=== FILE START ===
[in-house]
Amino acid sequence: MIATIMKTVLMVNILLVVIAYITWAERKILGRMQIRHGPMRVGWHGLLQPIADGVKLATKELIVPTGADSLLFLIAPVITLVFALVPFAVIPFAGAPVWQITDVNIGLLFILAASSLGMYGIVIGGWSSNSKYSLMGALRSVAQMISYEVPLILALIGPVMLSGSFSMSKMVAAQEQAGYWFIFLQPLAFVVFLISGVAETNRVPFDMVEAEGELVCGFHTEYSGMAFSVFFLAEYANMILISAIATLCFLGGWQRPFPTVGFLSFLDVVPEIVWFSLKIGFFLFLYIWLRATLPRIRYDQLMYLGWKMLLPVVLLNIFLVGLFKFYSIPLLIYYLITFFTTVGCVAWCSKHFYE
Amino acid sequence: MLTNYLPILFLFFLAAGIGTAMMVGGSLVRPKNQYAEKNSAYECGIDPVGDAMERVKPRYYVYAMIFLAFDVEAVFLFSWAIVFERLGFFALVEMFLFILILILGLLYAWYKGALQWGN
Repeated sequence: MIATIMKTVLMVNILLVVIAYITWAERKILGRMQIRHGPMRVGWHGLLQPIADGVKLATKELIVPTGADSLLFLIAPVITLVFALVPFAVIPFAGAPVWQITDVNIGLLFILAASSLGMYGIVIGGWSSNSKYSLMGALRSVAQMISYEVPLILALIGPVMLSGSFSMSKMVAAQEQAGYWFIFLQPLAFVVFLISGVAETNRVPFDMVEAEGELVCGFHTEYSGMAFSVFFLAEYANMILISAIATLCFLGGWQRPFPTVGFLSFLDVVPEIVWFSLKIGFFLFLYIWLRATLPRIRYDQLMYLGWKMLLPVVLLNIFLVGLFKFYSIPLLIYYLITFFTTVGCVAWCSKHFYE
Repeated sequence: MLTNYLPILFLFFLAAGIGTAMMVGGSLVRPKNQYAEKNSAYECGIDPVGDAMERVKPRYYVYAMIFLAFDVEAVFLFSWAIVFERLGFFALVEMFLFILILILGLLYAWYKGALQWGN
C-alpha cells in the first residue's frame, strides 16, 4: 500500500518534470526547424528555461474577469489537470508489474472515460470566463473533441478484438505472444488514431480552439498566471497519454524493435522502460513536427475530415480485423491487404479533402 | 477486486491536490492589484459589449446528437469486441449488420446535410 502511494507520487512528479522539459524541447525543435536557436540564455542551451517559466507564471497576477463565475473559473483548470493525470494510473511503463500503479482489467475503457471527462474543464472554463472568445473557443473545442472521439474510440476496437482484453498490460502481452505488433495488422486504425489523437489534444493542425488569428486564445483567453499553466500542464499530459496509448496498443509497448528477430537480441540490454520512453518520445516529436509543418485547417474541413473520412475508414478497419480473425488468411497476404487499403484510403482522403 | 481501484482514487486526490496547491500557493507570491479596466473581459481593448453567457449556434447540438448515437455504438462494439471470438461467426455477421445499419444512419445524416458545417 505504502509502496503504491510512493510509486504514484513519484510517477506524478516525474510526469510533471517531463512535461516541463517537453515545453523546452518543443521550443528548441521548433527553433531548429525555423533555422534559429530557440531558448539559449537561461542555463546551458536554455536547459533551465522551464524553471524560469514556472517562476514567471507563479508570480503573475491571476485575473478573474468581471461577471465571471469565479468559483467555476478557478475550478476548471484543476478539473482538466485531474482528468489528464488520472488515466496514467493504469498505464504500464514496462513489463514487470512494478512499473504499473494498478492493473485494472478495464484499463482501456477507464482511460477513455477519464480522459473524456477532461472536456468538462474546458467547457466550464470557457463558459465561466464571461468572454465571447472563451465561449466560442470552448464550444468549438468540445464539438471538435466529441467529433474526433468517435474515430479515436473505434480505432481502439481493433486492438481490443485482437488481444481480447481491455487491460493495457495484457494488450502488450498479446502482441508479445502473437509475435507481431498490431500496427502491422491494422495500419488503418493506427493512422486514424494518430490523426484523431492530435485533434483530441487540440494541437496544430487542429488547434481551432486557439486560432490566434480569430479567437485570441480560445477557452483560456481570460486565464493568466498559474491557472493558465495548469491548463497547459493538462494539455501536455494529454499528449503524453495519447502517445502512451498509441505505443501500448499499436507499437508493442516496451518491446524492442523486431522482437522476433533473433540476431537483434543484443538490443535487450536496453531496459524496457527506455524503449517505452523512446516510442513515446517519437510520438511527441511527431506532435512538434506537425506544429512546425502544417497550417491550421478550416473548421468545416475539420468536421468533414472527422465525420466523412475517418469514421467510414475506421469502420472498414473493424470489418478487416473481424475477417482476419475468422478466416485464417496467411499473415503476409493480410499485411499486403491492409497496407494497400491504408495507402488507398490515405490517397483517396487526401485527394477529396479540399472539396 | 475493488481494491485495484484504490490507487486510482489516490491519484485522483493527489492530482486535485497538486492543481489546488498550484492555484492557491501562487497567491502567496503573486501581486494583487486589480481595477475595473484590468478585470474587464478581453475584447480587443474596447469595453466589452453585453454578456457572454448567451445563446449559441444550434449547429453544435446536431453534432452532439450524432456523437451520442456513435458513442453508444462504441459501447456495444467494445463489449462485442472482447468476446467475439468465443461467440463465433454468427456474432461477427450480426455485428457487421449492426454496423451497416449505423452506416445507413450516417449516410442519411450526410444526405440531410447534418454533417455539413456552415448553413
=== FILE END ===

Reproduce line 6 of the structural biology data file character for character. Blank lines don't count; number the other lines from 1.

C-alpha cells in the first residue's frame, strides 16, 4: 500500500518534470526547424528555461474577469489537470508489474472515460470566463473533441478484438505472444488514431480552439498566471497519454524493435522502460513536427475530415480485423491487404479533402 | 477486486491536490492589484459589449446528437469486441449488420446535410 502511494507520487512528479522539459524541447525543435536557436540564455542551451517559466507564471497576477463565475473559473483548470493525470494510473511503463500503479482489467475503457471527462474543464472554463472568445473557443473545442472521439474510440476496437482484453498490460502481452505488433495488422486504425489523437489534444493542425488569428486564445483567453499553466500542464499530459496509448496498443509497448528477430537480441540490454520512453518520445516529436509543418485547417474541413473520412475508414478497419480473425488468411497476404487499403484510403482522403 | 481501484482514487486526490496547491500557493507570491479596466473581459481593448453567457449556434447540438448515437455504438462494439471470438461467426455477421445499419444512419445524416458545417 505504502509502496503504491510512493510509486504514484513519484510517477506524478516525474510526469510533471517531463512535461516541463517537453515545453523546452518543443521550443528548441521548433527553433531548429525555423533555422534559429530557440531558448539559449537561461542555463546551458536554455536547459533551465522551464524553471524560469514556472517562476514567471507563479508570480503573475491571476485575473478573474468581471461577471465571471469565479468559483467555476478557478475550478476548471484543476478539473482538466485531474482528468489528464488520472488515466496514467493504469498505464504500464514496462513489463514487470512494478512499473504499473494498478492493473485494472478495464484499463482501456477507464482511460477513455477519464480522459473524456477532461472536456468538462474546458467547457466550464470557457463558459465561466464571461468572454465571447472563451465561449466560442470552448464550444468549438468540445464539438471538435466529441467529433474526433468517435474515430479515436473505434480505432481502439481493433486492438481490443485482437488481444481480447481491455487491460493495457495484457494488450502488450498479446502482441508479445502473437509475435507481431498490431500496427502491422491494422495500419488503418493506427493512422486514424494518430490523426484523431492530435485533434483530441487540440494541437496544430487542429488547434481551432486557439486560432490566434480569430479567437485570441480560445477557452483560456481570460486565464493568466498559474491557472493558465495548469491548463497547459493538462494539455501536455494529454499528449503524453495519447502517445502512451498509441505505443501500448499499436507499437508493442516496451518491446524492442523486431522482437522476433533473433540476431537483434543484443538490443535487450536496453531496459524496457527506455524503449517505452523512446516510442513515446517519437510520438511527441511527431506532435512538434506537425506544429512546425502544417497550417491550421478550416473548421468545416475539420468536421468533414472527422465525420466523412475517418469514421467510414475506421469502420472498414473493424470489418478487416473481424475477417482476419475468422478466416485464417496467411499473415503476409493480410499485411499486403491492409497496407494497400491504408495507402488507398490515405490517397483517396487526401485527394477529396479540399472539396 | 475493488481494491485495484484504490490507487486510482489516490491519484485522483493527489492530482486535485497538486492543481489546488498550484492555484492557491501562487497567491502567496503573486501581486494583487486589480481595477475595473484590468478585470474587464478581453475584447480587443474596447469595453466589452453585453454578456457572454448567451445563446449559441444550434449547429453544435446536431453534432452532439450524432456523437451520442456513435458513442453508444462504441459501447456495444467494445463489449462485442472482447468476446467475439468465443461467440463465433454468427456474432461477427450480426455485428457487421449492426454496423451497416449505423452506416445507413450516417449516410442519411450526410444526405440531410447534418454533417455539413456552415448553413